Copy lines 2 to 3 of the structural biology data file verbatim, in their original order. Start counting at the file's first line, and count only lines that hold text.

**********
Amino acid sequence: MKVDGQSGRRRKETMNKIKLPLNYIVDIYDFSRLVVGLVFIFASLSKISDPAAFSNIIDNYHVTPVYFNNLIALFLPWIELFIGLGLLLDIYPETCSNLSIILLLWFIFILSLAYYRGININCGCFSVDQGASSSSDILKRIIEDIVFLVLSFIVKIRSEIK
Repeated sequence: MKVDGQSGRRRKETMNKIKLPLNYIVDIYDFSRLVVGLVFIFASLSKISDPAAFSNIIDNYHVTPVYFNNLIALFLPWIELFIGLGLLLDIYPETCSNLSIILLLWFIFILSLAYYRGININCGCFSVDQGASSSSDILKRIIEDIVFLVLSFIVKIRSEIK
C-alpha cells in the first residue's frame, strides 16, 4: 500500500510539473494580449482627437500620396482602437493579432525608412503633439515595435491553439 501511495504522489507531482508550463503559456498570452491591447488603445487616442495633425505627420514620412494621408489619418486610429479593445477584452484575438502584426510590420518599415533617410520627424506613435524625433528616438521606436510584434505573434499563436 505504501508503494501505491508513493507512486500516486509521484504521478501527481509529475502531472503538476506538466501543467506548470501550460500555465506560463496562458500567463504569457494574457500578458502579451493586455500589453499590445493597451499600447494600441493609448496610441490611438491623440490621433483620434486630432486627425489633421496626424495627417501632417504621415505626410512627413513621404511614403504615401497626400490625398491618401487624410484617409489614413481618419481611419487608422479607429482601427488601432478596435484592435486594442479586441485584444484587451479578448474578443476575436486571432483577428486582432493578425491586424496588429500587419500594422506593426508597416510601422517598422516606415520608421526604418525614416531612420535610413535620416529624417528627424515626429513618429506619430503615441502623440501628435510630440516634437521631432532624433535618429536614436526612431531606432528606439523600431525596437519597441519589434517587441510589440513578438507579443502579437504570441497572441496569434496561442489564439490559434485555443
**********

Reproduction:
Repeated sequence: MKVDGQSGRRRKETMNKIKLPLNYIVDIYDFSRLVVGLVFIFASLSKISDPAAFSNIIDNYHVTPVYFNNLIALFLPWIELFIGLGLLLDIYPETCSNLSIILLLWFIFILSLAYYRGININCGCFSVDQGASSSSDILKRIIEDIVFLVLSFIVKIRSEIK
C-alpha cells in the first residue's frame, strides 16, 4: 500500500510539473494580449482627437500620396482602437493579432525608412503633439515595435491553439 501511495504522489507531482508550463503559456498570452491591447488603445487616442495633425505627420514620412494621408489619418486610429479593445477584452484575438502584426510590420518599415533617410520627424506613435524625433528616438521606436510584434505573434499563436 505504501508503494501505491508513493507512486500516486509521484504521478501527481509529475502531472503538476506538466501543467506548470501550460500555465506560463496562458500567463504569457494574457500578458502579451493586455500589453499590445493597451499600447494600441493609448496610441490611438491623440490621433483620434486630432486627425489633421496626424495627417501632417504621415505626410512627413513621404511614403504615401497626400490625398491618401487624410484617409489614413481618419481611419487608422479607429482601427488601432478596435484592435486594442479586441485584444484587451479578448474578443476575436486571432483577428486582432493578425491586424496588429500587419500594422506593426508597416510601422517598422516606415520608421526604418525614416531612420535610413535620416529624417528627424515626429513618429506619430503615441502623440501628435510630440516634437521631432532624433535618429536614436526612431531606432528606439523600431525596437519597441519589434517587441510589440513578438507579443502579437504570441497572441496569434496561442489564439490559434485555443